Skip To The Main Content
 | Find A Physician | Careers

Buerger’s Disease

Buerger’s disease (thromboangiitis obliterans) is one of many types of vasculitis. This is inflammation that involves your blood vessels. Buerger’s disease causes a tightening, or a blockage, of the blood vessels in your feet and hands. When blood doesn’t flow well to your hands and feet, you may experience pain, especially during activity, and tissue damage. In the most extreme cases, sores (ulcers) appear on your fingers and toes. They can become infected and cause gangrene. In a small number of people, Buerger’s disease reduces blood flow to the  heart, belly, or brain.


Symptoms of Buerger’s disease include:

  • Pain in your lower legs or feet when walking

  • Pain in your hands or forearms

  • Blood clots

  • Ulcers on your toes and fingers

  • Raynaud’s syndrome, a narrowing of blood vessels in your hands and sometimes your toes

Who’s at risk

People at the greatest risk for Buerger's disease are those who are heavy smokers. Men of Asian or Eastern European descent who are between ages 20 and 40 seem to be especially vulnerable.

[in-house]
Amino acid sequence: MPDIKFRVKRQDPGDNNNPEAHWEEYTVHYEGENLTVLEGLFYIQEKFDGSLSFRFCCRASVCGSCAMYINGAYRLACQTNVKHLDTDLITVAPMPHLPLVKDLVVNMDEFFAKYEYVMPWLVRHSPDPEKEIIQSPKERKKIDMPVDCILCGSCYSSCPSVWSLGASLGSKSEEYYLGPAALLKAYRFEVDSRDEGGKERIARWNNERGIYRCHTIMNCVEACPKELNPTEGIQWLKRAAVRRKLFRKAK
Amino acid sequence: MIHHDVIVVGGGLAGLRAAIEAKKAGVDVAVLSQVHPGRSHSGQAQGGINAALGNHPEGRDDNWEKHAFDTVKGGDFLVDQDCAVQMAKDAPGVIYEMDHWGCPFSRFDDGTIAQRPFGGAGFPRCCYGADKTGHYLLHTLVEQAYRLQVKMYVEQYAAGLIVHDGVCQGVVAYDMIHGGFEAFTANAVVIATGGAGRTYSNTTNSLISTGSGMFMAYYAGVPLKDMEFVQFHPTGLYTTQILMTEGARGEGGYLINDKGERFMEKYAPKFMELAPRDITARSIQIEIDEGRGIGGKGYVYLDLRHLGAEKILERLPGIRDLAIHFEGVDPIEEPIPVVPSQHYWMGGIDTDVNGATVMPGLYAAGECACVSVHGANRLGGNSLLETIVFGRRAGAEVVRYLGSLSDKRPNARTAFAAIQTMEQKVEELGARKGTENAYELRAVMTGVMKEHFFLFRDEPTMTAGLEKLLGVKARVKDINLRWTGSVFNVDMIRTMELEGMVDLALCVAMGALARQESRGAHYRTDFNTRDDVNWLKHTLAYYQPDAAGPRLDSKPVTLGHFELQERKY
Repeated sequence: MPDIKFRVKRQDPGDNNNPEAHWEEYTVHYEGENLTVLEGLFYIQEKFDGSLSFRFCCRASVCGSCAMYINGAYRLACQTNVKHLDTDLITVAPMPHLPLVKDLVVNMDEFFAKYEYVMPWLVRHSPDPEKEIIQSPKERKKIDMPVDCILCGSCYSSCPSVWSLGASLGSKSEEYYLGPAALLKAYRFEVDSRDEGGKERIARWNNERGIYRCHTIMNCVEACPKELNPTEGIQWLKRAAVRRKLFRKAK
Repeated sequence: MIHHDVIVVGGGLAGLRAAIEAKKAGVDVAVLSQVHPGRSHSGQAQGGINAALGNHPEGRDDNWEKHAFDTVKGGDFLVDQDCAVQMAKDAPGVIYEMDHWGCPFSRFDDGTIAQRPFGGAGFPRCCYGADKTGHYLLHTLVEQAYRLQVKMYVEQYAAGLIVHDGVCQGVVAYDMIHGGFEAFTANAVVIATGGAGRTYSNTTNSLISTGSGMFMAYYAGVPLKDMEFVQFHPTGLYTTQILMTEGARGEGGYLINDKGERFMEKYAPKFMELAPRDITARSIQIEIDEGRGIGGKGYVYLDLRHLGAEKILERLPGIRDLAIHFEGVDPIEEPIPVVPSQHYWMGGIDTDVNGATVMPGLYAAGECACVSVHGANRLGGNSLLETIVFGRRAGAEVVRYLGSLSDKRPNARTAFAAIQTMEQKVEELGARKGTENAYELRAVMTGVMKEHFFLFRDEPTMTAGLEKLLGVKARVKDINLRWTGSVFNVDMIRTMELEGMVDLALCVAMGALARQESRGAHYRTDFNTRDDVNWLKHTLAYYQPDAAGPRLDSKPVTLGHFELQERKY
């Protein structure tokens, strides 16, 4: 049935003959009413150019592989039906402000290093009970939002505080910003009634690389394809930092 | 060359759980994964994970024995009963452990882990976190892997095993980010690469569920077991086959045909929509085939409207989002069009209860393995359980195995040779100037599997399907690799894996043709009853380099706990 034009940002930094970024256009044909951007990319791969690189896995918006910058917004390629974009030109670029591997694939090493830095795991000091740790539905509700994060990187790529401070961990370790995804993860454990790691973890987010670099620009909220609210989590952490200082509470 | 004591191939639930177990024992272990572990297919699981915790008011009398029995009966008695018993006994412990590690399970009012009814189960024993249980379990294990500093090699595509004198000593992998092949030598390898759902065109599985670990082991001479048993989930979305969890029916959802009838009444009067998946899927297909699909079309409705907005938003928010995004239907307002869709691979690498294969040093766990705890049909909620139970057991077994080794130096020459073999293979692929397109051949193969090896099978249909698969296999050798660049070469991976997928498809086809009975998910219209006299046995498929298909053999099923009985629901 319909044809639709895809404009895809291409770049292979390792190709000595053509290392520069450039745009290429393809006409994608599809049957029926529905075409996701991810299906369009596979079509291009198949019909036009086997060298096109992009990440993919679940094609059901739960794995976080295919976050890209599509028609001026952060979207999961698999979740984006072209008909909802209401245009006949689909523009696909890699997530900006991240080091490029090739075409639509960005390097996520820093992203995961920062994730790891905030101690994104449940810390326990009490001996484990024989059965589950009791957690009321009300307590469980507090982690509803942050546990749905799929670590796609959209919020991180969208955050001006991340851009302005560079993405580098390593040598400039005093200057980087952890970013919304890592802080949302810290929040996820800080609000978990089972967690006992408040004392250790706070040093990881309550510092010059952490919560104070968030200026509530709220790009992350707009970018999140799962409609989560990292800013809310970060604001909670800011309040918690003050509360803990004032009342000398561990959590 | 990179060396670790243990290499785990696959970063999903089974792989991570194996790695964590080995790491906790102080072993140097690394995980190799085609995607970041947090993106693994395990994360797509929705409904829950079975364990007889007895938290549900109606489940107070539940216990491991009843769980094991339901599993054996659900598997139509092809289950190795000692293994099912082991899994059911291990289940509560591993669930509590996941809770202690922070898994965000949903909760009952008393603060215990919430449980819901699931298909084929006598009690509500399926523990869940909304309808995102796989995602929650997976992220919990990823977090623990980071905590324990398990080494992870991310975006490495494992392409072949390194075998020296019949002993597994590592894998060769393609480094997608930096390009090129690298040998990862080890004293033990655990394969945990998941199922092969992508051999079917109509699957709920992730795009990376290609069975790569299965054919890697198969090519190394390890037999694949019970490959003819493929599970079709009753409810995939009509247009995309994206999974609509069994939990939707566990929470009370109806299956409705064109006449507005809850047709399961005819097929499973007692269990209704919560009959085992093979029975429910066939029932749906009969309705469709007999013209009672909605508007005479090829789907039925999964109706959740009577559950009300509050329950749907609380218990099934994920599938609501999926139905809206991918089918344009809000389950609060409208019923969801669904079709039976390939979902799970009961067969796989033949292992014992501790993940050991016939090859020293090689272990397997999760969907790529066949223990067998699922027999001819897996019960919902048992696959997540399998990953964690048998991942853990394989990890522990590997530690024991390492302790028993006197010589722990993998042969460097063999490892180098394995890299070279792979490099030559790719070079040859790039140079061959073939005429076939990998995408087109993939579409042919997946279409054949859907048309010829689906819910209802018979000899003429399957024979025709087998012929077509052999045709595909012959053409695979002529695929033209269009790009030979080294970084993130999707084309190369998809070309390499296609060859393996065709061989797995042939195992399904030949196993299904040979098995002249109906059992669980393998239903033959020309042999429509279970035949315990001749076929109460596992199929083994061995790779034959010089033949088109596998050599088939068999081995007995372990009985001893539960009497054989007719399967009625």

To make a diagnosis, your physician will consider:

  • Your overall health and medical history

  • Your description of symptoms

  • Lifestyle choices, such as whether you smoke

  • A physical exam

  • Blood tests

  • Imaging tests to assess tissue damage


Treatment recommendations may depend on how far your disease has progressed. Options include:

  • Stopping all smoking and other forms of tobacco use

  • Having surgery to bring blood to the affected tissues (people who have smoked for more than 20 years are more likely to need surgery)


Complications are problems caused by your condition. Possible complications from Buerger’s disease include:

  • Changes in the way you walk or move due to pain

  • Ulcers

  • Tissue damage or tissue death

  • Gangrene

  • Amputation


You can prevent Buerger’s disease by not smoking.

When to call the doctor

Talk to your doctor if you have:

  • Pain in your lower legs, feet, hands, or forearms that continues to get worse

  • Sores on your hands or feet that do not heal

  • Signs of infection in the affected areas

How to manage or live with the condition

Follow your doctor’s recommendations for taking care of yourself. The best way to stop or slow Buerger’s disease is to stop using tobacco completely. Talk with your doctor if you need help with a tobacco cessation plan.